The Sound of Memory: Themes from a Violinist’s Life (Machete)

Image of The Sound of Memory: Themes from a Violinist’s Life (Machete)
Release Date: 
April 7, 2022
Mad Creek Books
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Name your strongest memories.


Now remember what they sounded like: Perhaps it’s that slow swath of waves rolling in under your Mexican balcony. Or the Edith Piaf playing on an old record player while you danced. Or, regrettably, the awkward Backstreet Boys video serving as the soundtrack to your first kiss. It isn’t hard for any of us to summon any of it.

After smell, there is no greater trigger or recorder of the human experience in the human mind than the sound of things.

The Sound of Memory, a collection of essays by concert violinist Rebecca Fischer, is a pizzicato rendition of the memories of modern life as a musical artist: the strains and challenges of an ambivalent world in which anyone not rising is slowly sinking, the unique impressions on family life, and perhaps more intriguingly the idea of epigenetic memory and musical inheritance.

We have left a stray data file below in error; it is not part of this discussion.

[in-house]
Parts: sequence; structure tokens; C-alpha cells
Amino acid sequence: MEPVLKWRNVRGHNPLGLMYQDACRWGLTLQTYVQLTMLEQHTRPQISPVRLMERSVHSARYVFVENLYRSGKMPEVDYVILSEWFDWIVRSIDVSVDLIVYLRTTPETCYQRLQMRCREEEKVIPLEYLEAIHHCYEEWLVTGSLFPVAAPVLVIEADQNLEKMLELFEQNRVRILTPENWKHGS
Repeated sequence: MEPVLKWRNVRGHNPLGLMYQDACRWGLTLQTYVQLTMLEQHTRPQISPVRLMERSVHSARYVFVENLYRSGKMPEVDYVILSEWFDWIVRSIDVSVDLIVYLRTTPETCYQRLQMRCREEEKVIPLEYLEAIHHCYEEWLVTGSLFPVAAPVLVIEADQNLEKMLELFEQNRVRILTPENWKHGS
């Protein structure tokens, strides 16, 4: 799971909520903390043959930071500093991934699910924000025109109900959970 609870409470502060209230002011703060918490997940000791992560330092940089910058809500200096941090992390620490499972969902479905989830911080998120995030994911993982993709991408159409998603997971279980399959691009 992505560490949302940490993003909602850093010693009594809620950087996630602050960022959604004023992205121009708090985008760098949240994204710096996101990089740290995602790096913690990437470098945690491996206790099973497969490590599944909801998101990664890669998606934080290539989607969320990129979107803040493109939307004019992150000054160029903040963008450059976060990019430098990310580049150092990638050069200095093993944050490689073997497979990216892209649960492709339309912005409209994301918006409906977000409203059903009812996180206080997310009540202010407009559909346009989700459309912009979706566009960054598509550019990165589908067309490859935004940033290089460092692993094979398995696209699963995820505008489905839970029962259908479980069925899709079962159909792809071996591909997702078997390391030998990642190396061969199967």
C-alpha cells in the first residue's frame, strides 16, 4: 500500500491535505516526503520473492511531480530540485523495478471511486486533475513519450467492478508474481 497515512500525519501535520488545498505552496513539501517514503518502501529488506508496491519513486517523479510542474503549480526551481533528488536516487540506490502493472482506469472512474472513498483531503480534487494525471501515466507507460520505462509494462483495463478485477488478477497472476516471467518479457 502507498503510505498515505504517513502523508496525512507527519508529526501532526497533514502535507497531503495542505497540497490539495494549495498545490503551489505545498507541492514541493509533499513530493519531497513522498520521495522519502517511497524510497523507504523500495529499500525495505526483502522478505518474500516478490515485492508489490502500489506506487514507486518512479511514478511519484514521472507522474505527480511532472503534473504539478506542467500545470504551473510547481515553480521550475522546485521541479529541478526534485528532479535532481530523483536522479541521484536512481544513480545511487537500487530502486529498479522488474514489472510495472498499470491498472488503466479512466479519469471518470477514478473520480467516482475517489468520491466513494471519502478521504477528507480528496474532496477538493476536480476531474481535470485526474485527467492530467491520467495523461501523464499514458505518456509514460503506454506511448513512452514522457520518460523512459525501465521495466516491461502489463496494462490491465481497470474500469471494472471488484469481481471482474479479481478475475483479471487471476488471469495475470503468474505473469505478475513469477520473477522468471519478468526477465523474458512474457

The notes on the page are intertwined with the natural rhythms of our lives, and with Fischer’s in particular: the balance of breastfeeding on concert tours bookends, nicely, a breathtaking explanation of memory of music heard while in the womb, which if not told so well by someone so well-invested might have been hard to believe.

Fischer is a musician, and a talented one, and those sensibilities here dampen the impact of the stories to tell: Much music is bettered in its lengthening, the time taken to stretch a note to fill a room with sound until the listener is downright damp with it. Nowhere is this more true than for the violin, Fischer’s instrument of choice, which is the centerpiece of any classical body, its swell and fall, its total tide. It is not a sensibility that translates well: Fischer’s touching human stories, and useful insight on some of the most vital of human experiences, is challenged by the musician’s desire to fill the room. It is overlong.

It’s not clear that, as of yet, Fischer is of enough note to merit a memoir, or old enough to draw from deep experience. But she is a person who listens, and for those who wonder about the growth (and grind) of life on the road or the musically inclined interested in a poetic exploration of the resonance of sound in even the most common corners of life, it is recommended.